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Plaque to honor President Butterfield's service to Massachusetts Agricultural College. The plaque reads: "Presented to President Kenyon L. Butterfield by the Alumni, Massachusetts Agricultural College, in grateful recognition of his distinguished service, 1906-1924." Kenyon L. Butterfield served as President of Massachusetts Agricultural College from 1906-1924. The original and current location of the plaque is unknown.

  • Kenyon L. Butterfield plaque, ca. 1925.
  • Kenyon L. Butterfield, ca. 1906.
  • Barnes, Lincoln Wade (photographer). Kenyon L. Butterfield and family, 1922.
Kenyon Butterfield is shown posing for a portrait with his family, which consists of a son, three older women and an older man, and his wife.
  • Kenyon L. Butterfield, 1913. Group portrait commemorating a visit to South China in late Fall 1913. President Butterfield and his wife, who are seated in the front row of the picture, have been visiting a farmer who raises delicious loose-skinned ora
  • Kenyon L. Butterfield, 1922. Kenyon Butterfield is shown in the front row of a group of people who are posing on steps in front of a building. Written on the back of the photo: "College Cosmopolitan Club. 10 nationalities represented. About 1922". To
  • Cornerstone ceremony for Goodell Library and Thatcher Hall, November 3, 1934. President Hugh Potter Baker, Massachusetts Governor Joseph B. Ely and former President Kenyon L. Butterfield gather with members of the Board of Trustees, among others, dur

Also See: Butterfield, Kenyon L.

President, Massachusetts Agricultural College: 1906-1924 

Kenyon Butterfield served as president of the Massachusetts Agricultural College during an important growth period in the early part of the 20th century. A native of Michigan, Butterfieldwas trained as a rural sociologist at Michigan Agricultural College (BA, 1891) and the University of Michigan (AM, 1902), and gained experience as editor of the Michigan Grange Visitor, as superintendent of the Michigan Farmers' Institute, and as a field agent for the Michigan Agricultural College. After a brief and lackluster appointment as President of the Rhode Island School of Agriculture and Mechanic Arts (1903-1906), Butterfieldarrived at the Amherst campus in 1906, ready to fulfill his vision of agricultural education in service to the nation.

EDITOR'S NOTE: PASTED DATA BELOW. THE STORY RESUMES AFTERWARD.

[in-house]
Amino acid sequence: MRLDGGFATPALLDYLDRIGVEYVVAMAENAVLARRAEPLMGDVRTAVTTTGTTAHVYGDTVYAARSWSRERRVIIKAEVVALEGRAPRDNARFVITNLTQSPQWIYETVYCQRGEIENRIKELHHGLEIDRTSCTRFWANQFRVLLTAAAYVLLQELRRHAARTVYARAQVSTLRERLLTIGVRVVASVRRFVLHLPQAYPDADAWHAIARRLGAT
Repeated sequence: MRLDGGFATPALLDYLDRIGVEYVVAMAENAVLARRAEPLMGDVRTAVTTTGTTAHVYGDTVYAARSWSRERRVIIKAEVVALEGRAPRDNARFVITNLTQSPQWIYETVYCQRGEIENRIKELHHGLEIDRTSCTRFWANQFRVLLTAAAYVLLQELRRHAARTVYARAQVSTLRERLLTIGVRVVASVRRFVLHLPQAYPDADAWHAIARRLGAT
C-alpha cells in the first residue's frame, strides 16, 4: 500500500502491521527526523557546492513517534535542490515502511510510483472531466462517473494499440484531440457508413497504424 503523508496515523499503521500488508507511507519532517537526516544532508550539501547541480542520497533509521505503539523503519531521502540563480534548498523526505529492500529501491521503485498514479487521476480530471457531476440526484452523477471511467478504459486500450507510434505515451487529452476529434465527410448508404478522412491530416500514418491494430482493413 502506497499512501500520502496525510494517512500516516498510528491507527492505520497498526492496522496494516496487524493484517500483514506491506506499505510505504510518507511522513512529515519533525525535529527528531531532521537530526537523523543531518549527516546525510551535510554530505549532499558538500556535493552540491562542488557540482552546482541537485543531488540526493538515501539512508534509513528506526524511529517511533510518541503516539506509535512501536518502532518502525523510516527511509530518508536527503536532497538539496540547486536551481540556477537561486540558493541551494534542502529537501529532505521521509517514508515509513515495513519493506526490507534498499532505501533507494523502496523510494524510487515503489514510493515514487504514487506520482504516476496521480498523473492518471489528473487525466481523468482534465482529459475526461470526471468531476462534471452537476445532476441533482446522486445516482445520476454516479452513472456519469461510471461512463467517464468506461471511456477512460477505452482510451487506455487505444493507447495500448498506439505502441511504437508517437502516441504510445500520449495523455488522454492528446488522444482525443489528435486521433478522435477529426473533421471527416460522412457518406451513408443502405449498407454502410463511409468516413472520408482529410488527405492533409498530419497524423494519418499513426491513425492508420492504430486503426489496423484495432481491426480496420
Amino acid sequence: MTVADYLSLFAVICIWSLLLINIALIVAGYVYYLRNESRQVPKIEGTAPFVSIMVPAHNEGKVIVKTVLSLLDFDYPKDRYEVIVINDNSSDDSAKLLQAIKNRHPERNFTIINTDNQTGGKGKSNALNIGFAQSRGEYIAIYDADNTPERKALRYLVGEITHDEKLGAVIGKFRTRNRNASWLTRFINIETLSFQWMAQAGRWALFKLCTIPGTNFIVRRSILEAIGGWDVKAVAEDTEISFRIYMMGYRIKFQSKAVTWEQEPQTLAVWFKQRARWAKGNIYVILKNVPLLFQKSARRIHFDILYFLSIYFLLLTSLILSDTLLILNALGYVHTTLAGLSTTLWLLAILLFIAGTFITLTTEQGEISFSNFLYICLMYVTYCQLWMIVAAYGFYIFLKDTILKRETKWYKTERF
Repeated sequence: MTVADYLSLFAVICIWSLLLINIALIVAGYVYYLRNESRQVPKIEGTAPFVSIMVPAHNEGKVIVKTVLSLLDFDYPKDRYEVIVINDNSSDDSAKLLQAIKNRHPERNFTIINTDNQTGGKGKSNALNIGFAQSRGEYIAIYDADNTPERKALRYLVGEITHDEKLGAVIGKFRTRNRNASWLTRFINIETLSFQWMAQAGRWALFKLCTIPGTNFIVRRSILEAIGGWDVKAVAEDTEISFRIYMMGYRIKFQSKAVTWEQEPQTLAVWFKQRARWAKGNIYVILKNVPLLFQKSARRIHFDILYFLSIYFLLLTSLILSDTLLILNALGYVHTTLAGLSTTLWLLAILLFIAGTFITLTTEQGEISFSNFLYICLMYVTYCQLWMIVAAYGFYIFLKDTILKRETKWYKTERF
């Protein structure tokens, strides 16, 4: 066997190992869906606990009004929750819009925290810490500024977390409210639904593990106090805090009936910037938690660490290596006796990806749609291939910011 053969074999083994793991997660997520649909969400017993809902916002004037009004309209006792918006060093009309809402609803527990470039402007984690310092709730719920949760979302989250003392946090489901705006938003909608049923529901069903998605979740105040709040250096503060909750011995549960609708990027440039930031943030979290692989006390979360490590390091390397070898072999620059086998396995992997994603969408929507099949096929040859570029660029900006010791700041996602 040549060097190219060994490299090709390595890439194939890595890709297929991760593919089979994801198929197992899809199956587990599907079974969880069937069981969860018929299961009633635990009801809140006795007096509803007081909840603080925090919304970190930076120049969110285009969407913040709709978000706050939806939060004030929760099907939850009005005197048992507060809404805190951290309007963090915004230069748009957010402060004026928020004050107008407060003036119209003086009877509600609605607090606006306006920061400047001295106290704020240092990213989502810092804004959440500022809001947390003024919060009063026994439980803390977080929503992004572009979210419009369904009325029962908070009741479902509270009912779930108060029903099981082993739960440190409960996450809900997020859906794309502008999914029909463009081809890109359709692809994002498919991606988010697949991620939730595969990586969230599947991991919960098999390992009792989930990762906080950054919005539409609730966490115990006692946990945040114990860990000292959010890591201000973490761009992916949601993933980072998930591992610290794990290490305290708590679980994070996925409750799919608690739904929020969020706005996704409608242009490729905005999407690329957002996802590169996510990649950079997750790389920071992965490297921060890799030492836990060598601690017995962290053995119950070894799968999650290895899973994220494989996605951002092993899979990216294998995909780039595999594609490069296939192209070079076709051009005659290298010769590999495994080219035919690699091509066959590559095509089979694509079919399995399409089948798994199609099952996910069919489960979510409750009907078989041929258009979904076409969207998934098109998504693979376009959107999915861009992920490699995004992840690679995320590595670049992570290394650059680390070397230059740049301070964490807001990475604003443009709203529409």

Politically progressive and activist in spirit, Butterfield quickly made major changes on campus, doubling the size of the staff, recruiting faculty from across the country to offer more specialized instruction, and expanding the college's public mission. Organizing the academic departments into five divisions, he took personal leadership of the division of rural social science. During his first decade at MAC, Butterfield oversaw growth of the institutional budget from $150,000 to $700,000, largely by attracting research funding, and in an effort to harness the potential of higher education to the direct benefit of farming communities, he initiated a host of outreach programs, including summer schools for farmers, agricultural clubs for school children, and a federation for rural progress. As President, he was noted, too, for initiating a program for women's education, which eventually developed into the School of Home Economics.

Outside the college, Butterfield was deeply engaged in agricultural matters at the national level. In 1913, he was appointed by Woodrow Wilson to the Commission for the Study of Agricultural Credits and Cooperation in Europe, and in 1917, he chaired the Massachusetts Food Supply Commission. Taking a leave of absence during the First World War, Butterfield served with the Army Educational Commission of the Young Men's Christian Association and as Educational Director for the American Expeditionary Force in France, where he helped organize the World Agricultural Council. After returning to the College, he founded the American Country Life Association, remaining its president until his death. 

After leaving Amherst in 1924, Butterfield returned to Michigan State College to serve as president. Upon retiring from college administration four years later, he devoted himself to missionary work abroad, traveling the Middle East, India, Burma, China, Japan, and other Asian countries during the late 1920s and early 1930s. He died at home in New Jersey on November 26, 1935, leaving his wife, Harriet (Millard) and two sons.

Other resources

  • View the finding aid for the Butterfield Papers
  • View the online collection of materials relating to Butterfield's involvement in women's education at MAC.


Butterfield House, a dormitory built in 1940, was named in honor of President Butterfield. 


  • Cary, H. (1962). The University of Massachusetts: A History of 100 Years. Amherst: University of Massachusetts.
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